On Stuffed Animals Hanging From the Ceiling, Graphic Arts Collection, Princeton Univ.
Which is a complete tease: "“So, why were the stuffed animals hanging from the ceiling in the pharmacies, doctor’s offices, dentist’s operating rooms, and alchemist’s laboratories?” writes Helfand. To find the answer, you will have to read his article." But you can only read that article if you're able to log into the system. Still there's a great illustration of a croc - and other things - on the ceiling.
Famous Strasbourg restaurant with a stuffed crocodile from Napoleon's campaign to Egypt and Syria. There's a video about the restaurant's history with some views of the croc (and the nice exterior sign, which I assume is non-taxidermy art). It's all in French, but the croc images (for those just wanting to check out the croc) are in the first 30 seconds.
Town Hall's Four Crocodiles at (blog) Nimes Notes, Sept 2013
Nimes' town hall (Hôtel de Ville) apparently went all out for stuffed crocs: "They were purchased or received as gifts between 1597 and 1703. The emblem of Nîmes, a crocodile chained in a palm tree, comes from a Roman coin minted to commemorate Augustus’ victory at the battle in Actium in Egypt in 31 BC."
When crocodiles fly upside-down, livejournal entry, 7 Apr 2009
"...It's almost a cliché for Cabinets of Curiosities to have a crocodile or alligator suspended upside- down, as is this one in Buffon's orangery.
I've been reflecting on this recently as last summer I bought a stuffed crocodile down south, in a Béziers market, and am looking forward to displaying it. Unfortunately it's still down south as I was travelling with friends and it was too big to get into their car; I suggested that their child travel by train but you known how people are."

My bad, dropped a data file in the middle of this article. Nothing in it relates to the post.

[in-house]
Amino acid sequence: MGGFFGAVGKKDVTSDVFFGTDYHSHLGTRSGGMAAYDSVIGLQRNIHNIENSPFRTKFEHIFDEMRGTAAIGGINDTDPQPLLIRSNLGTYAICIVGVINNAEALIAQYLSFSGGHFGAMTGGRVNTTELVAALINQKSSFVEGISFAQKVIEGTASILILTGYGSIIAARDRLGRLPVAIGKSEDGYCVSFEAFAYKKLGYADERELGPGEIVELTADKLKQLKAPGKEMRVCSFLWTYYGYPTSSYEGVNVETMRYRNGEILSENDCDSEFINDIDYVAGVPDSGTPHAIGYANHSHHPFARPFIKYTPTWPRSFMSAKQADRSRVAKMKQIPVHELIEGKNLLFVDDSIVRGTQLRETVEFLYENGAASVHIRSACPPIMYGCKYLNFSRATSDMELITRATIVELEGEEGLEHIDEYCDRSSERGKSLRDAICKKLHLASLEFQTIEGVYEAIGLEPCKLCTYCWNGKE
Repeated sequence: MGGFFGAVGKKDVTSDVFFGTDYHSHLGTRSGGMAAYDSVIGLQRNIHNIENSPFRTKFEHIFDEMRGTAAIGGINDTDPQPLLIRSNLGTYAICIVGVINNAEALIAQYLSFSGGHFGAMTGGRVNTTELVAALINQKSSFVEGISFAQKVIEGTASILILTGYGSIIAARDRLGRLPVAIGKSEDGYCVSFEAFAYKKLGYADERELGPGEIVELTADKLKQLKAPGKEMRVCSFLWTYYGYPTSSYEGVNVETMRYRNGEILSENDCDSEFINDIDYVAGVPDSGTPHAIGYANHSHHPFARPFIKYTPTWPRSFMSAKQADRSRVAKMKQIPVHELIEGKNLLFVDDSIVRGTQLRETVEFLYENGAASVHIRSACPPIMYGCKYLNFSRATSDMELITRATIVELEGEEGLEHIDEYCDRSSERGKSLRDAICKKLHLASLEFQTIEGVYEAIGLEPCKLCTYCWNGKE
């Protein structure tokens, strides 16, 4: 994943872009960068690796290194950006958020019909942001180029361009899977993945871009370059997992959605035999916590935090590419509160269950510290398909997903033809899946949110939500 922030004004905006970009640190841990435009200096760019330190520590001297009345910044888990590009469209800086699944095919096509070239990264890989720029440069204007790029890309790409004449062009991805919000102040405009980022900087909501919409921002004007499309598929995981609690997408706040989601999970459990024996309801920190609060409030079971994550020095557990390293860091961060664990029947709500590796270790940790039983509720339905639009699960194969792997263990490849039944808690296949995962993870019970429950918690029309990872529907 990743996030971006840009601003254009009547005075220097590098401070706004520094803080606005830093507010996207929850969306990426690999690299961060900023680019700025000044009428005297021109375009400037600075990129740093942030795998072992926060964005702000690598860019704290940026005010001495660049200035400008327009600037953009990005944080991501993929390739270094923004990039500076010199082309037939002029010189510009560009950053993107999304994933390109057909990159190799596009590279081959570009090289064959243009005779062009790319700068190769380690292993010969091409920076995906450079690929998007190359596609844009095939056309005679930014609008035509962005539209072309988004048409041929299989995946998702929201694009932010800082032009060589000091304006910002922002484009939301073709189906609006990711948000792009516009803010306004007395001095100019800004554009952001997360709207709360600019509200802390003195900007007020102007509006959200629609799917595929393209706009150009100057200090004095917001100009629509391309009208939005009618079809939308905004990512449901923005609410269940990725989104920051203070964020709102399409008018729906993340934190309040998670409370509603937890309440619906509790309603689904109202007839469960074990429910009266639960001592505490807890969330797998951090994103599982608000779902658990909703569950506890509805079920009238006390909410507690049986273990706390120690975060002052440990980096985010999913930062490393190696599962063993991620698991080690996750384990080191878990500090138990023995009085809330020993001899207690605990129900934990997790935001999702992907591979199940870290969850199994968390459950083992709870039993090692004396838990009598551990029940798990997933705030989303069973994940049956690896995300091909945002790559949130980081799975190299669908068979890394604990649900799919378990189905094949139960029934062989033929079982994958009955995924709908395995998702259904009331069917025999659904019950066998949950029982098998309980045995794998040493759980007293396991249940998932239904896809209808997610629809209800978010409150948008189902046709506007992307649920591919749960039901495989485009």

M. R. James story Canon Alberic's Scrapbook contains such a croc.
An example of the many croc references that have popped up and intrigued me. Found in James' story collection Ghost Stories of an Antiquary (public domain, found in multiple places online). The MR James Podcast, A Podcast to the Curious, did an episode on the story, and tracked down photos of the croc, which does exist in the Saint-Bertrand-de-Comminges Cathedral. (Note that its wikipedia page describes it: "Bizarrely, there is a stuffed crocodile inside the cathedral.") Here's the full text of the story, and the quote:
"...However, the Englishman (let us call him Dennistoun) was soon too deep in his note-book and too busy with his camera to give more than an occasional glance to the sacristan. Whenever he did look at him, he found him at no great distance, either huddling himself back against the wall or crouching in one of the gorgeous stalls. Dennistoun became rather fidgety after a time. Mingled suspicions that he was keeping the old man from his dejeuner, that he was regarded as likely to make away with St. Bertrand's ivory crozier, or with the dusty stuffed crocodile that hangs over the font, began to torment him."
TV Tropes: Apothecary Alligator
"The workshop of a wizard, alchemist, or apothecary is never complete without a stuffed crocodile or alligator hanging from the ceiling. What it's actually for is anybody's guess."
With a quote I had to share:
There was a large crystal ball with a crack in it, an astrolabe with several bits missing, a rather scuffed octogram on the floor, and a stuffed alligator hanging from the ceiling. A stuffed alligator is absolutely standard equipment in any properly-run magical establishment. This one looked as though it hadn't enjoyed it much.- Mort, Terry Pratchett